Meat and heart disease… it can be a match made in Heaven or a match made in Hell, depending upon how you view it. Harvard University researchers have recently revealed a surprising nuance in the effects that meat can have on a person’s increased risk of heart disease. Surprisingly, it wasn’t the type of meat that was under scrutiny in determining the ultimate risk a person has of heart disease. Instead, it was the way in which the meat was processed. Interestingly, 20 studies examined and scrutinized by Harvard researchers conclude that consuming a 3.5 ounce serving of red meat did not increase a person’s risk of heart disease. In fact, this consumption had no overall effect on an individual’s chances of acquiring this disease. Unfortunately, however, a 1.8 ounce serving of processed meat (i.e. assorted deli-meats) yielded more than a 40% increase in the risk of heart disease. Therefore, your consumption of meats can affect your risk of heart disease depending upon whether or not the meat is unprocessed (beef, lamb, pork, chicken breast), or processed (lunch meat, sausage, bacon). The studies concluded that the amount of saturated fat in all meat products didn’t raise as much concern as the excessive quantities of sodium and preservatives found in the processed meat. The excessive quantities of sodium in the processed meats can result in high blood pressure and the preservatives in the processed meats can result in the restriction and hardening of the arteries. High blood pressure in combination with the narrowing of one’s arteries is what ultimately leads to a greater susceptibility and likelihood of acquiring heart disease (Girdwain).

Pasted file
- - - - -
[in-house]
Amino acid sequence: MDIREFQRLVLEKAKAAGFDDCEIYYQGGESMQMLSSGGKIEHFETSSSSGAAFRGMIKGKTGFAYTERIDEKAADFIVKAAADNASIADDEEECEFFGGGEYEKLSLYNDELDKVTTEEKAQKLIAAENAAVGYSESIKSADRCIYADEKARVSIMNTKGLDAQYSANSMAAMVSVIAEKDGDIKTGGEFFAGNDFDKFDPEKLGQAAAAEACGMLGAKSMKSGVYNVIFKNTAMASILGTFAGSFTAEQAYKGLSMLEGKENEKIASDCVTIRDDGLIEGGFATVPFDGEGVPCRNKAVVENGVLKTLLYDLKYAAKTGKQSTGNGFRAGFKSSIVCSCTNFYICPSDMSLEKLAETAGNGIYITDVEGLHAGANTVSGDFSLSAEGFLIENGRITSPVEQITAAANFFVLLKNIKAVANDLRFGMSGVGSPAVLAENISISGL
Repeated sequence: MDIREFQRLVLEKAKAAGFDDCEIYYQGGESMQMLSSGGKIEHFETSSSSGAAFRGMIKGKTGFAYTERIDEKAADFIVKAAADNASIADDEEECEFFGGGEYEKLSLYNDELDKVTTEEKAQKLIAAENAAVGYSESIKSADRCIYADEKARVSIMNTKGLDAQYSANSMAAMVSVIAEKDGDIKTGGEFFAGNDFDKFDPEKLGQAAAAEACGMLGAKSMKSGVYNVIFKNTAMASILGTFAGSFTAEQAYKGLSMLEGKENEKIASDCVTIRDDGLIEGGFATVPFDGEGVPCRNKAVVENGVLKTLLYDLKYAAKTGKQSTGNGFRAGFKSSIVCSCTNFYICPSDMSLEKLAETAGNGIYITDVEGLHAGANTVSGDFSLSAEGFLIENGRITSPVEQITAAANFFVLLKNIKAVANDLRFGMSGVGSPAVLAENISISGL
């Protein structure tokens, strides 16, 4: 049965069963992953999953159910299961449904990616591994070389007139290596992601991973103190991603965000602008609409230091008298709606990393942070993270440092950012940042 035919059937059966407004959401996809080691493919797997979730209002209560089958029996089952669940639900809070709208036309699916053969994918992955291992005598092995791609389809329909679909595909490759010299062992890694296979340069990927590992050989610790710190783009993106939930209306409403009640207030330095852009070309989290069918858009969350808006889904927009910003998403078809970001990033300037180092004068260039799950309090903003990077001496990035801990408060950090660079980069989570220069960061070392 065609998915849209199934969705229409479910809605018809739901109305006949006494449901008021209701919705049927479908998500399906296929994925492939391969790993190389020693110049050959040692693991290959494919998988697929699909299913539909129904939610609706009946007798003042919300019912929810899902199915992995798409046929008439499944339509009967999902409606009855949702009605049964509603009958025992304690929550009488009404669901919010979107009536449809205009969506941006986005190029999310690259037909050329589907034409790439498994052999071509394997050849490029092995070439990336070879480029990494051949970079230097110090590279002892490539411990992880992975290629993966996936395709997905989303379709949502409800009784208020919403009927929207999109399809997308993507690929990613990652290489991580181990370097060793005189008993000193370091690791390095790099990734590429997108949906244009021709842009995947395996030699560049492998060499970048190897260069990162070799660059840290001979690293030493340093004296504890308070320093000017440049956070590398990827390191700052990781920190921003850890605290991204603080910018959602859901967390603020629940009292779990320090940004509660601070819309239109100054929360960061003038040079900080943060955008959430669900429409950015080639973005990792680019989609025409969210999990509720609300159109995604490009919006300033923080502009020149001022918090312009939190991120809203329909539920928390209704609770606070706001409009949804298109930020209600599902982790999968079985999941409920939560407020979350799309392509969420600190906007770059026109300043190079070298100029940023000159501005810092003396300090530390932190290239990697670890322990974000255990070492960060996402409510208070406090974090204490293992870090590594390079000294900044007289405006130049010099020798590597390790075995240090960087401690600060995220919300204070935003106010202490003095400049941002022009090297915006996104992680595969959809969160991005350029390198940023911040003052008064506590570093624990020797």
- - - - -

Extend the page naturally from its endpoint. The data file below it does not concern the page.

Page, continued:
So what to do, what to do? First, try to limit the amount of deli-meat that you consume, and substitute this processed meat with your own homemade version. If you enjoy deli turkey breast, purchase a whole turkey in its unprocessed form, cook it, shave it, and put it into your sandwich. Same goes for deli chicken, ham, and roast-beef. If you’re a fan of bologna and salami, I’m sorry to say that for the sake of your health you probably shouldn’t be, but that’s another blog post for another day. Before purchasing sausage or bacon, be sure to look at the ingredient labels, and choose the one that has been processed the least and also the one that contains the least amount of sodium. Another completely viable option is looking for “meatless” ways to get your protein in… nuts, seafood, shellfish, tofu, Greek yogurt, cheese, eggs, and beans would be excellent choices!
Until Next Week… Plan Well, Pack Well, Live Well,
Girdwain, Jessica. “The Skinny on Fat.” The Oprah Magazine. July 2014: 64. Print. 29 September 2014.